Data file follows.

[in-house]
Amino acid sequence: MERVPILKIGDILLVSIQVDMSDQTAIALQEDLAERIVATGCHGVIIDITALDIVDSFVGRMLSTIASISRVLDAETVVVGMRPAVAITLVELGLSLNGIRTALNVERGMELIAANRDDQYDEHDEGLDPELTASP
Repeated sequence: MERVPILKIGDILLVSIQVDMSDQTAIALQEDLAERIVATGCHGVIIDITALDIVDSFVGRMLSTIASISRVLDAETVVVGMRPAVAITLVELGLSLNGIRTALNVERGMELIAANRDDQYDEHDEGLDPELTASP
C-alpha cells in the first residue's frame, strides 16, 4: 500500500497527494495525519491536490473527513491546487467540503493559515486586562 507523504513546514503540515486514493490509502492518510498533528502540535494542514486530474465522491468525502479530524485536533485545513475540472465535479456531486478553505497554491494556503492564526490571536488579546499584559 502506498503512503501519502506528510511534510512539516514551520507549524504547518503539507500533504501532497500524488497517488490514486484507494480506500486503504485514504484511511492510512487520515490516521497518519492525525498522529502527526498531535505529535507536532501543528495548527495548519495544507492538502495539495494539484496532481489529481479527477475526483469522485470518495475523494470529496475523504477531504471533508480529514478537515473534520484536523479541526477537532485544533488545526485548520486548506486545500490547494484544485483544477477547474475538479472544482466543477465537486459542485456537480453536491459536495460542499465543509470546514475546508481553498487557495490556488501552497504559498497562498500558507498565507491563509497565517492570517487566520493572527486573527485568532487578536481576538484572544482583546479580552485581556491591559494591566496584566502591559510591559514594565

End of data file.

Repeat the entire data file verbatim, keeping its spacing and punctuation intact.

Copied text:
[in-house]
Amino acid sequence: MERVPILKIGDILLVSIQVDMSDQTAIALQEDLAERIVATGCHGVIIDITALDIVDSFVGRMLSTIASISRVLDAETVVVGMRPAVAITLVELGLSLNGIRTALNVERGMELIAANRDDQYDEHDEGLDPELTASP
Repeated sequence: MERVPILKIGDILLVSIQVDMSDQTAIALQEDLAERIVATGCHGVIIDITALDIVDSFVGRMLSTIASISRVLDAETVVVGMRPAVAITLVELGLSLNGIRTALNVERGMELIAANRDDQYDEHDEGLDPELTASP
C-alpha cells in the first residue's frame, strides 16, 4: 500500500497527494495525519491536490473527513491546487467540503493559515486586562 507523504513546514503540515486514493490509502492518510498533528502540535494542514486530474465522491468525502479530524485536533485545513475540472465535479456531486478553505497554491494556503492564526490571536488579546499584559 502506498503512503501519502506528510511534510512539516514551520507549524504547518503539507500533504501532497500524488497517488490514486484507494480506500486503504485514504484511511492510512487520515490516521497518519492525525498522529502527526498531535505529535507536532501543528495548527495548519495544507492538502495539495494539484496532481489529481479527477475526483469522485470518495475523494470529496475523504477531504471533508480529514478537515473534520484536523479541526477537532485544533488545526485548520486548506486545500490547494484544485483544477477547474475538479472544482466543477465537486459542485456537480453536491459536495460542499465543509470546514475546508481553498487557495490556488501552497504559498497562498500558507498565507491563509497565517492570517487566520493572527486573527485568532487578536481576538484572544482583546479580552485581556491591559494591566496584566502591559510591559514594565